Mississippi Governor Phil Bryant has joined 15 other Republican leaders in petitioning the U.S. Supreme Court (SCOTUS) to rule against workplace protections for trans people.
Gov. Bryant signed a brief, along with other Republicans across the country, urging the SCOTUS to rule that the Civil Rights Act of 1964 doesn’t protect transgender people.
This brief came after the Alliance Defending Freedom asked the Supreme Court to hear an appeal of a ruling by the 6th U.S. Circuit Court of Appeals. In this case, the court ruled that an employer in Michigan — a devout Christian — violated an employee’s Title VII protections by firing her after disclosing she was trans. Title VII bars employers from discriminating on the basis of race, sex, religion, color, or national origin.
The trans woman in question, Aimee Stephens, claims she was fired by a Detroit-area funeral home solely because of her gender identity. The U.S. Equal Employment Opportunity Commission (EEOC) also found that the employer regularly discriminated against female employees. For instance, clothings benefit only for male employees.
While a lower court initially ruled against Stephens and the EEOC, the 6th U.S. Circuit Court of Appeals in Ohio overturned that ruling this past March. Now, Republican lawmakers across the country are asking the SCOTUS to deny workplace protections to trans people.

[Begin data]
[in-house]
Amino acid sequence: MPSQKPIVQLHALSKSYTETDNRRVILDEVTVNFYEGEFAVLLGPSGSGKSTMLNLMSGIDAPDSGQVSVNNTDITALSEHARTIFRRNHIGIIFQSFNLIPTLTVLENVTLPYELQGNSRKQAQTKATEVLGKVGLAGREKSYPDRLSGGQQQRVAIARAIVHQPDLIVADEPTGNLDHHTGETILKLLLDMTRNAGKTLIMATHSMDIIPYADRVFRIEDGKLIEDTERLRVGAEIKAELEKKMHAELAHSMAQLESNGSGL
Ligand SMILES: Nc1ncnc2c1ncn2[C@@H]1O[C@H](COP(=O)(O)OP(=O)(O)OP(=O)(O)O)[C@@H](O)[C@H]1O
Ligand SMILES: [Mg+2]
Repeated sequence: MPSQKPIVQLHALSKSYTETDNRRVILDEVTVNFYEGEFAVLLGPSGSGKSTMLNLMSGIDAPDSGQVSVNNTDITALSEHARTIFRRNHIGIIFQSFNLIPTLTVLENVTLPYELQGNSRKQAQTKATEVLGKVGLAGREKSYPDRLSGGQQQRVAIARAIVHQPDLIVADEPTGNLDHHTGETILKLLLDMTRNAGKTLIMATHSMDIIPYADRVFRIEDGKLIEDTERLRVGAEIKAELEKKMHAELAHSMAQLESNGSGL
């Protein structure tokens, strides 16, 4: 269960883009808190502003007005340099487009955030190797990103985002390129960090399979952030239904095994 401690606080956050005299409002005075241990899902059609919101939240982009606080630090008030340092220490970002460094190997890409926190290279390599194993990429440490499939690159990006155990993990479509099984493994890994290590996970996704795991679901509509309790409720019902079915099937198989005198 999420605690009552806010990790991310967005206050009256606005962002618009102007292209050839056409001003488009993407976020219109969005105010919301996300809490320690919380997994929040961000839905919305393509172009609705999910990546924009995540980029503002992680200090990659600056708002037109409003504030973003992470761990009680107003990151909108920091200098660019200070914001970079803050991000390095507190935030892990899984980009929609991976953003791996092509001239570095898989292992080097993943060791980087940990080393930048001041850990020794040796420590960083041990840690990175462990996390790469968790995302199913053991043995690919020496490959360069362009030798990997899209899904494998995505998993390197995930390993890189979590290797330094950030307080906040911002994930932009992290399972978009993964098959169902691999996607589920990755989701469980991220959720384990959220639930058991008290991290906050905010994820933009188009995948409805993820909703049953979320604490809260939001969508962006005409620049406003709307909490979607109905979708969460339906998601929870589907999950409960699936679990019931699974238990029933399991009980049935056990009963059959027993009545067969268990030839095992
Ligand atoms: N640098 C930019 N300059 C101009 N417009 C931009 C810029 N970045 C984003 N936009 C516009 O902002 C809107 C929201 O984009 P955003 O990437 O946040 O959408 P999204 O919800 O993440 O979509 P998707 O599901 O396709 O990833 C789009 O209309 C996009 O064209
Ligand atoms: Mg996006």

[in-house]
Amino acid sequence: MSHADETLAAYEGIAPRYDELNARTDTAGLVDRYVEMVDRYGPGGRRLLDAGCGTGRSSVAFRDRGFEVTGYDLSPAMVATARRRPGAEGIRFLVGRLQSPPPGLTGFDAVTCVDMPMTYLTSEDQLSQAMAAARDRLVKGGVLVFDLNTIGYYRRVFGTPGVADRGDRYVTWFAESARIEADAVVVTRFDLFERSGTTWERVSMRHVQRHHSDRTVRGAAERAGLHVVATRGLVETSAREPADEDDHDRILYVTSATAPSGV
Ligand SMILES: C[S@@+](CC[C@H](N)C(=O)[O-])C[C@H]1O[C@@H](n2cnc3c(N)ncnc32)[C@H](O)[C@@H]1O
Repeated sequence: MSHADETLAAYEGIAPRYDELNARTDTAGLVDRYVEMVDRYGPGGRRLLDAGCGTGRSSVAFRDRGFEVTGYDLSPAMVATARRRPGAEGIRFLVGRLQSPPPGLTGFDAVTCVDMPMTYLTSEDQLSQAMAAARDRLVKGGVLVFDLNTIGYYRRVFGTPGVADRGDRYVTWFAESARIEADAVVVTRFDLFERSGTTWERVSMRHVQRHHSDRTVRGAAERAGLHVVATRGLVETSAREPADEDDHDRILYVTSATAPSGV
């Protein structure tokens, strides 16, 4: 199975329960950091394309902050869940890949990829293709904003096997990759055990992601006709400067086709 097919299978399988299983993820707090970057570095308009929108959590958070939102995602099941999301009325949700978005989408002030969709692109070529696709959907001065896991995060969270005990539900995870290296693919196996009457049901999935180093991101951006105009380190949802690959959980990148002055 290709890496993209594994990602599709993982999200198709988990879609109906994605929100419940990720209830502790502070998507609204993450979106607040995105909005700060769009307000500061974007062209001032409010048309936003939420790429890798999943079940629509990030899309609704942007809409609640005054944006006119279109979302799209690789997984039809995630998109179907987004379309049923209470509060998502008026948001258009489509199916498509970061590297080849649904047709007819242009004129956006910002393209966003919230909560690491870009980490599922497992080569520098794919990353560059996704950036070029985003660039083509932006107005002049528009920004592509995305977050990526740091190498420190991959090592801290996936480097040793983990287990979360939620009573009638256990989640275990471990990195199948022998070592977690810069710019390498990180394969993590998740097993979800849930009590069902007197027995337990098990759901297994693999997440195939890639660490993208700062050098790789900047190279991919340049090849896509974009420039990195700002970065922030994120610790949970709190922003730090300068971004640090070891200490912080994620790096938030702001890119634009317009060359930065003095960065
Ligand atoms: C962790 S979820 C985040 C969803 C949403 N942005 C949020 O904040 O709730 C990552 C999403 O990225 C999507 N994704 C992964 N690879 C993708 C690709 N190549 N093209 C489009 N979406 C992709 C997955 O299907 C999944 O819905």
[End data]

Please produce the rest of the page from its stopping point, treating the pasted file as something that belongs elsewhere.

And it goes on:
Gov. Phil Bryant joins Kentucky Gov. Matt Bevin and Maine Gov. Paul LePage in signing this brief. The other 13 signees were Republican attorneys generals.
In the brief, Bryant and the others argue that the term ‘sex’ doesn’t mean ‘anything other than biological status.’
‘When Congress enacted Title VII, … the understanding of the word “sex” did not include the expansion of that word to include “gender identity,”’ the brief states.
‘The term “gender identity,” or as the 6th Circuit labels it, “transgender” and “transitioning status,” are not found in the text or legislative history of Title VII.’
If the SCOTUS takes on this case, it can affect the lives of transgender Americans for years to come.
This past week, the Senate held a confirmation hearing for Trump’s SCOTUS nominee Brett Kavanaugh. For LGBTI rights activists, this case highlights the importance of the outcome of this hearing.
If confirmed, Kavanaugh would take place of former Supreme Court Justice, Anthony Kennedy. Kennedy was the pivotal fifth vote in many of the recent LGBTI rights cases. For example, the 2013 Windsor decision that struck down the Defense of Marriage Act (DOMA) and the 2015 Obergefell decision that legalized same-sex marriage nationwide.
This confirmation hearing comes at a time when transgender Americans are worried they may not be able to vote in November.